I’m going to start by warning you that this is a very long post, and also by introducing myself. My name is Hina and I’ve been a triathlete since 2008, marathoner since 2000. I started working at the PTO just one week ago, so I’m glad to have found the PTO Triathlon Club! Here is my recent race experience:
This past Saturday, I ran the Inaugural Rock ‘n’ Roll USA Marathon. It used to be sponsored by Wirefly, and then by Suntrust, I think, but I’d never run the entire course. I decided that I’d take the plunge this year. Unlike the super-popular Marine Corps Marathon, this course didn’t stick to the pretty, tourist-attraction areas of DC and Arlington. Instead, the Rock ‘n’ Roll course went through all of DC, all four quadrants: several areas that I don’t normally see, and a few others where I have bike-commuted at various times.
There was a half-marathon that took place simultaneously and, true to history, the course became drastically less exciting when the full and the half broke off just before Mile 13. I wish the organizers would work on that issue, because the second half of a marathon is when runners really need that support, whether it be a scenic course, entertainment, great crowds, or some combination thereof. As exciting as the first half was, the second half was not so much. But I had wanted to run the full 26.2, since I’d decided this would be my spring marathon (I generally do two a year).
The day itself was gorgeous! Very mild weather in the morning. In fact, it was the first time in a few years that I have not been absolutely freezing before a race. It’s always been a struggle to figure out what to wear, what to toss, what not to toss because you might need it later, but not this past Saturday! And let’s talk about Metro. I had been envisioning that it would be insanely packed when I got on at Virginia Square. Luckily for me, that was not the case, though there were no seats left. As the train progressed east down the Orange Line, more and more people got on. At some stations, like Metro Center and L’Enfant Plaza, there were HUNDREDS of people. There was NO way they were getting on our (now packed) train. Poor people had to wait for who knows how long. I’d jumped onto the first train that came into my station around 6:15am, and I think we got the Stadium-Armory stop around 7, maybe before. But OMG there was a sea of people when we got off the train. Standing on the escalator, I looked back and saw nothing but heads. No floor space anywhere in the station. Just people. It was insane. But I got to my (pre-race) destination safe and sound, with plenty of time to spare.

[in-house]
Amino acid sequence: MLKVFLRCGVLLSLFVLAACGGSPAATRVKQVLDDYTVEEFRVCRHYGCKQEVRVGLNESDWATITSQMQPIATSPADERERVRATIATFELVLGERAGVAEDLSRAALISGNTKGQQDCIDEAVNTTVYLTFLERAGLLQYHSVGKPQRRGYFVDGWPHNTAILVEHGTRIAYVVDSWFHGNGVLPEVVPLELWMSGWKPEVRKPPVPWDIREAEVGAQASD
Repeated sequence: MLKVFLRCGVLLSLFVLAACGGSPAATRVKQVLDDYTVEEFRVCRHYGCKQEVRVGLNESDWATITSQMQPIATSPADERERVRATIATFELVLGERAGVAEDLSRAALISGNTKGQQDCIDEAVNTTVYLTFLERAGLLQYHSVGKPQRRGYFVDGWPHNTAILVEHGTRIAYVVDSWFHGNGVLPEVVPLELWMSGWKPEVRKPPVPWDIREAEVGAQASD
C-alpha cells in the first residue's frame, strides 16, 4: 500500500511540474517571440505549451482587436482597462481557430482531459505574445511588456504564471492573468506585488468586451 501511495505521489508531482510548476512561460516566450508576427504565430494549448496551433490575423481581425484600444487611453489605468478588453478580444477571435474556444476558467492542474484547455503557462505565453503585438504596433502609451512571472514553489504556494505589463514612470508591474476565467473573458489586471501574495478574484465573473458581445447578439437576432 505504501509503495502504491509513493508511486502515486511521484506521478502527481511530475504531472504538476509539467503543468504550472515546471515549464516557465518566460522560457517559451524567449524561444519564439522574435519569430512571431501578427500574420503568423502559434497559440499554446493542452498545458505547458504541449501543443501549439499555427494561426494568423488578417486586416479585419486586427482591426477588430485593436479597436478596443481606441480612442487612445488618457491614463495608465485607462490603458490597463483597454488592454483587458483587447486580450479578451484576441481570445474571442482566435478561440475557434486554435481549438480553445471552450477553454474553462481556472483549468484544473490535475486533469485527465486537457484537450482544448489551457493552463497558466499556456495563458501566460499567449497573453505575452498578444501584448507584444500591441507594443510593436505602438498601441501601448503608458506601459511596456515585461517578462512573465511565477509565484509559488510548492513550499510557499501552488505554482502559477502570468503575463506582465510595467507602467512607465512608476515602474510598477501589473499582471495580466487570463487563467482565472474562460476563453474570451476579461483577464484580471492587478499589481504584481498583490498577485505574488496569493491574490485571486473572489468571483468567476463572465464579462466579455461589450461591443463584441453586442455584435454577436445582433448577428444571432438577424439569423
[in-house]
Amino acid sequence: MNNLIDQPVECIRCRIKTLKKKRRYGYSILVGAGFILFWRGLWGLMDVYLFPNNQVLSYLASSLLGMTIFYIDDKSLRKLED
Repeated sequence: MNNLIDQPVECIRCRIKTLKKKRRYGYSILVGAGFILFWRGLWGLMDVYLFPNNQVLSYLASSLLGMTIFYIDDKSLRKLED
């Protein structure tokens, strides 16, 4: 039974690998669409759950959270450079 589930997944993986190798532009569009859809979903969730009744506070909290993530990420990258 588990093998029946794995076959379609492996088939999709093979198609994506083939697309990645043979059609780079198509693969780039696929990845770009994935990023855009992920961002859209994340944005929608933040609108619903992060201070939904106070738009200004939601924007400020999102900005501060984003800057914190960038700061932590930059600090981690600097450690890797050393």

Speaking of the weather, it got ridiculously hot during the course of the race. Like, so hot I was dousing myself with water during the later miles. It was reminiscent of the times I’d run the LA Marathon and I’d show up at the finish line sticky with sweat, water, and Gatorade. Not that we’ve had a cold winter or anything, but I wasn’t used to training in the heat, so that was a doozy. And I know I didn’t do enough long (20+ mile) runs, which is why I starting zoinking at Mile 19. Contrary to what I had hoped, doing (bike+run) brick workouts does NOT help with marathon training. Should help with triathlon training, but not with marathons. Lesson learned.
At least I finished. Not my best time by any stretch of the imagination, but certainly not my worst. 3:53:18. Eh. Can’t say I’m jumping for joy, but I’m also not beating myself up over it. These are all learning experiences, and I’ve learned that I need to incorporate more super-long runs into my training. Also, it wouldn’t hurt me to try to improve my speed. I am very happy, though, that I did not get seriously injured during my training. I don’t even want to think about how many times I’ve had shin splints, or calf pain, or Achilles tendonitis, or a stress fracture(!!), or something else that prevented me from training. Well, I did have a week in February during which I had some mystery pain that prevented me from running, but that fortunately disappeared as quickly as it had materialized and I was feeling absolutely wonderful come Race Day.
So now I’ve run one more marathon and that brings the total to…. 21. Yikes. When am I going to stop? Umm, never. I love running, and I plan to continue running two marathons a year. At the same time, I’m trying to become a better triathlete and would like to compete in an Ironman-distance event in the near future. If the Ironman race comes to Williamsburg, VA, as is rumored, then I am DEFINITELY signing up. Right now I’ve got one half-IM (Kinetic, which’ll be my first of that distance) and one Olympic (Nation’s) on the calendar for this year, and am stillcontemplating signing up for another half-IM (National Harbor). With the prohibitive cost, if I sign up, I have to become much smarter about training.
To conclude, the aftermath of the marathon was that the lower half of my body was incredibly sore and my tummy was feeling really icky, but that always happens to me after a marathon. It usually takes a day for my stomach issues to resolve themselves; all that water and Gatorade sloshing around for hours can really wreak havoc on the system! While my legs are still a bit sore today, I guess I wasn’t all that bad off. I was able to do a short bike commute just a few hours after I finished the race, a longer bike commute, plus some yoga, yesterday, and today I went for a swim, followed by a short jog home. And a short jump-rope workout this evening proved to be fun! I’ll take it easy for a few more days, and then I’m excited to fully dedicate myself to training for Kinetic- less than two months to go!